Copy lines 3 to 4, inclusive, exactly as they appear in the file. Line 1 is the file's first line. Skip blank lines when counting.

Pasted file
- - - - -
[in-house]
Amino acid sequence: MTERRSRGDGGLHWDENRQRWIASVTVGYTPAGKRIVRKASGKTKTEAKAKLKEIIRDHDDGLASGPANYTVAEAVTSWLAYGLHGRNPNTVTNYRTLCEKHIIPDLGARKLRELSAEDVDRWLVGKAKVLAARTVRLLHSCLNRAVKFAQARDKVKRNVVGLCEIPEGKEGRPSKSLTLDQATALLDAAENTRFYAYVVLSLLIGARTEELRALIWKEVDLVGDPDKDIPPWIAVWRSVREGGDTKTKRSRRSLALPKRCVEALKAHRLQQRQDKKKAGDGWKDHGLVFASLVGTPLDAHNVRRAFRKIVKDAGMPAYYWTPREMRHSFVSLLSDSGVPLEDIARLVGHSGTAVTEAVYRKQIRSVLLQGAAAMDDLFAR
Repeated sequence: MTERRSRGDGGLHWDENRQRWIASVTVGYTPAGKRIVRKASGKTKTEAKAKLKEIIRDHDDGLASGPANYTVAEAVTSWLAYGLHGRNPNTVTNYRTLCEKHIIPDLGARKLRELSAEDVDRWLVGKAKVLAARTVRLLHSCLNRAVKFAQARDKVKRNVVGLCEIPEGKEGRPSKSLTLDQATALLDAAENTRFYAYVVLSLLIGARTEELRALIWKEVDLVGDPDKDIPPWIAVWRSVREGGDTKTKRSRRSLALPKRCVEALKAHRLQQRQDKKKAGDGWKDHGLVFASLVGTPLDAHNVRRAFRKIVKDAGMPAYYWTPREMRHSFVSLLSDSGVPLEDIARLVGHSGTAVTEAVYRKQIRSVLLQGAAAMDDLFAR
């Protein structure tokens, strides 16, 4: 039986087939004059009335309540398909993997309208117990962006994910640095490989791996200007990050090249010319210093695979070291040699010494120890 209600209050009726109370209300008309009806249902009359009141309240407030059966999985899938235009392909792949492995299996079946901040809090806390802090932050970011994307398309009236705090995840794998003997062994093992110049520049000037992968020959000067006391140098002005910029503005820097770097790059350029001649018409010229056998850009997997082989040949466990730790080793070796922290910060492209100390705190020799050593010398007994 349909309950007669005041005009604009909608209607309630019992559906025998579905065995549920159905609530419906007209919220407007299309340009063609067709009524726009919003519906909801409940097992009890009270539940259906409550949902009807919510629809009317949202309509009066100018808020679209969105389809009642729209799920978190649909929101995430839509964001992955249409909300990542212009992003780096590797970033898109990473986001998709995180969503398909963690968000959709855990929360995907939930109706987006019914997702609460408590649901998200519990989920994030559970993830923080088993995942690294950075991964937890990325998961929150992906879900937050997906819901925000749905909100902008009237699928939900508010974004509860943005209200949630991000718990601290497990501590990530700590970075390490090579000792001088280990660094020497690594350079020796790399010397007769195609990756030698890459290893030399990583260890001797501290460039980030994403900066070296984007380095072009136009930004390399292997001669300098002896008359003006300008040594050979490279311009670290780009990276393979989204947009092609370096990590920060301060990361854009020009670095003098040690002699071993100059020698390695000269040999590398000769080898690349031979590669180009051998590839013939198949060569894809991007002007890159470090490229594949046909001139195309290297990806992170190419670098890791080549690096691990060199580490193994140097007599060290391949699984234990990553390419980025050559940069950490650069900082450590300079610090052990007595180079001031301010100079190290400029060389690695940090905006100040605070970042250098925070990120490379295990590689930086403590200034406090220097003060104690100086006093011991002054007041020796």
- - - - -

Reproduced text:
Repeated sequence: MTERRSRGDGGLHWDENRQRWIASVTVGYTPAGKRIVRKASGKTKTEAKAKLKEIIRDHDDGLASGPANYTVAEAVTSWLAYGLHGRNPNTVTNYRTLCEKHIIPDLGARKLRELSAEDVDRWLVGKAKVLAARTVRLLHSCLNRAVKFAQARDKVKRNVVGLCEIPEGKEGRPSKSLTLDQATALLDAAENTRFYAYVVLSLLIGARTEELRALIWKEVDLVGDPDKDIPPWIAVWRSVREGGDTKTKRSRRSLALPKRCVEALKAHRLQQRQDKKKAGDGWKDHGLVFASLVGTPLDAHNVRRAFRKIVKDAGMPAYYWTPREMRHSFVSLLSDSGVPLEDIARLVGHSGTAVTEAVYRKQIRSVLLQGAAAMDDLFAR
């Protein structure tokens, strides 16, 4: 039986087939004059009335309540398909993997309208117990962006994910640095490989791996200007990050090249010319210093695979070291040699010494120890 209600209050009726109370209300008309009806249902009359009141309240407030059966999985899938235009392909792949492995299996079946901040809090806390802090932050970011994307398309009236705090995840794998003997062994093992110049520049000037992968020959000067006391140098002005910029503005820097770097790059350029001649018409010229056998850009997997082989040949466990730790080793070796922290910060492209100390705190020799050593010398007994 349909309950007669005041005009604009909608209607309630019992559906025998579905065995549920159905609530419906007209919220407007299309340009063609067709009524726009919003519906909801409940097992009890009270539940259906409550949902009807919510629809009317949202309509009066100018808020679209969105389809009642729209799920978190649909929101995430839509964001992955249409909300990542212009992003780096590797970033898109990473986001998709995180969503398909963690968000959709855990929360995907939930109706987006019914997702609460408590649901998200519990989920994030559970993830923080088993995942690294950075991964937890990325998961929150992906879900937050997906819901925000749905909100902008009237699928939900508010974004509860943005209200949630991000718990601290497990501590990530700590970075390490090579000792001088280990660094020497690594350079020796790399010397007769195609990756030698890459290893030399990583260890001797501290460039980030994403900066070296984007380095072009136009930004390399292997001669300098002896008359003006300008040594050979490279311009670290780009990276393979989204947009092609370096990590920060301060990361854009020009670095003098040690002699071993100059020698390695000269040999590398000769080898690349031979590669180009051998590839013939198949060569894809991007002007890159470090490229594949046909001139195309290297990806992170190419670098890791080549690096691990060199580490193994140097007599060290391949699984234990990553390419980025050559940069950490650069900082450590300079610090052990007595180079001031301010100079190290400029060389690695940090905006100040605070970042250098925070990120490379295990590689930086403590200034406090220097003060104690100086006093011991002054007041020796």